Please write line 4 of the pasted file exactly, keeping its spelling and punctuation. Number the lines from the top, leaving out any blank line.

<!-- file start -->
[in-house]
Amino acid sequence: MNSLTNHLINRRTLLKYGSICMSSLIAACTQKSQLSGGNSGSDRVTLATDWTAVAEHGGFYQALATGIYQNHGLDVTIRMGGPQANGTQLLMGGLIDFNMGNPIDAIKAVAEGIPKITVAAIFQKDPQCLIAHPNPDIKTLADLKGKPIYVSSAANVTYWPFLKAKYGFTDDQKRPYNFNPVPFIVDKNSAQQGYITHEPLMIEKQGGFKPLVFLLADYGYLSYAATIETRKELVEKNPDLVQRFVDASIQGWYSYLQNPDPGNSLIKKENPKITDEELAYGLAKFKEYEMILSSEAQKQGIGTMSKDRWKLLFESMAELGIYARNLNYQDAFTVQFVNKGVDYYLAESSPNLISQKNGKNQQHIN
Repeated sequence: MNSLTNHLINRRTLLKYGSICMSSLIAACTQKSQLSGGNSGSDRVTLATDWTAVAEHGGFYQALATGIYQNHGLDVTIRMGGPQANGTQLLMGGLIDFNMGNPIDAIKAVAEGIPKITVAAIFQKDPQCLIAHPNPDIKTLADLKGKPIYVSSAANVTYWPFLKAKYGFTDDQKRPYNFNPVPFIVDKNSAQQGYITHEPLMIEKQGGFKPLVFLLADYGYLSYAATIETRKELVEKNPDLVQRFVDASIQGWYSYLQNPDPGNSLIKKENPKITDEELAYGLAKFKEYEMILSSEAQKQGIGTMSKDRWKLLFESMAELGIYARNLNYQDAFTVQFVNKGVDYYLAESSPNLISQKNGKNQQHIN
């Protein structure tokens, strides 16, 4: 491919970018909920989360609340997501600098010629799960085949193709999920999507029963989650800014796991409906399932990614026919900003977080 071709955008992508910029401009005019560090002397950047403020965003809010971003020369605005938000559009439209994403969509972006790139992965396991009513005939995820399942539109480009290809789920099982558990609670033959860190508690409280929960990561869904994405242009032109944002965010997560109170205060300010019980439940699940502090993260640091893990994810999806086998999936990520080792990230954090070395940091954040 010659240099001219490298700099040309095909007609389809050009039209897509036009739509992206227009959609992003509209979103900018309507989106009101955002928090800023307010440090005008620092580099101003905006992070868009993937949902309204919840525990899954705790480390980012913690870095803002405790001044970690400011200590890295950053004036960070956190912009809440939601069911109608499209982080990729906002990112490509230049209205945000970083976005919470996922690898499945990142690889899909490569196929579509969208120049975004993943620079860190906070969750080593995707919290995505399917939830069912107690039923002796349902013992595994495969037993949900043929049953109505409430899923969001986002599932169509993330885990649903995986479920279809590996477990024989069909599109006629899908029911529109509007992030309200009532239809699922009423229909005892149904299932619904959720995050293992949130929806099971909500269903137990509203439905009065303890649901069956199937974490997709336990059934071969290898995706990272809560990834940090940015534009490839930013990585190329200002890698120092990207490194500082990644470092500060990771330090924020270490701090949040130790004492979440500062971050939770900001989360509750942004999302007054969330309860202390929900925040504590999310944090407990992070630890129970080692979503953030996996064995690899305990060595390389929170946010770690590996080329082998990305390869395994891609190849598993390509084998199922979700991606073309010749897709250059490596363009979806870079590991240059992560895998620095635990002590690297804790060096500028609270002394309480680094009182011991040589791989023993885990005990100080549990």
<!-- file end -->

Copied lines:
């Protein structure tokens, strides 16, 4: 491919970018909920989360609340997501600098010629799960085949193709999920999507029963989650800014796991409906399932990614026919900003977080 071709955008992508910029401009005019560090002397950047403020965003809010971003020369605005938000559009439209994403969509972006790139992965396991009513005939995820399942539109480009290809789920099982558990609670033959860190508690409280929960990561869904994405242009032109944002965010997560109170205060300010019980439940699940502090993260640091893990994810999806086998999936990520080792990230954090070395940091954040 010659240099001219490298700099040309095909007609389809050009039209897509036009739509992206227009959609992003509209979103900018309507989106009101955002928090800023307010440090005008620092580099101003905006992070868009993937949902309204919840525990899954705790480390980012913690870095803002405790001044970690400011200590890295950053004036960070956190912009809440939601069911109608499209982080990729906002990112490509230049209205945000970083976005919470996922690898499945990142690889899909490569196929579509969208120049975004993943620079860190906070969750080593995707919290995505399917939830069912107690039923002796349902013992595994495969037993949900043929049953109505409430899923969001986002599932169509993330885990649903995986479920279809590996477990024989069909599109006629899908029911529109509007992030309200009532239809699922009423229909005892149904299932619904959720995050293992949130929806099971909500269903137990509203439905009065303890649901069956199937974490997709336990059934071969290898995706990272809560990834940090940015534009490839930013990585190329200002890698120092990207490194500082990644470092500060990771330090924020270490701090949040130790004492979440500062971050939770900001989360509750942004999302007054969330309860202390929900925040504590999310944090407990992070630890129970080692979503953030996996064995690899305990060595390389929170946010770690590996080329082998990305390869395994891609190849598993390509084998199922979700991606073309010749897709250059490596363009979806870079590991240059992560895998620095635990002590690297804790060096500028609270002394309480680094009182011991040589791989023993885990005990100080549990």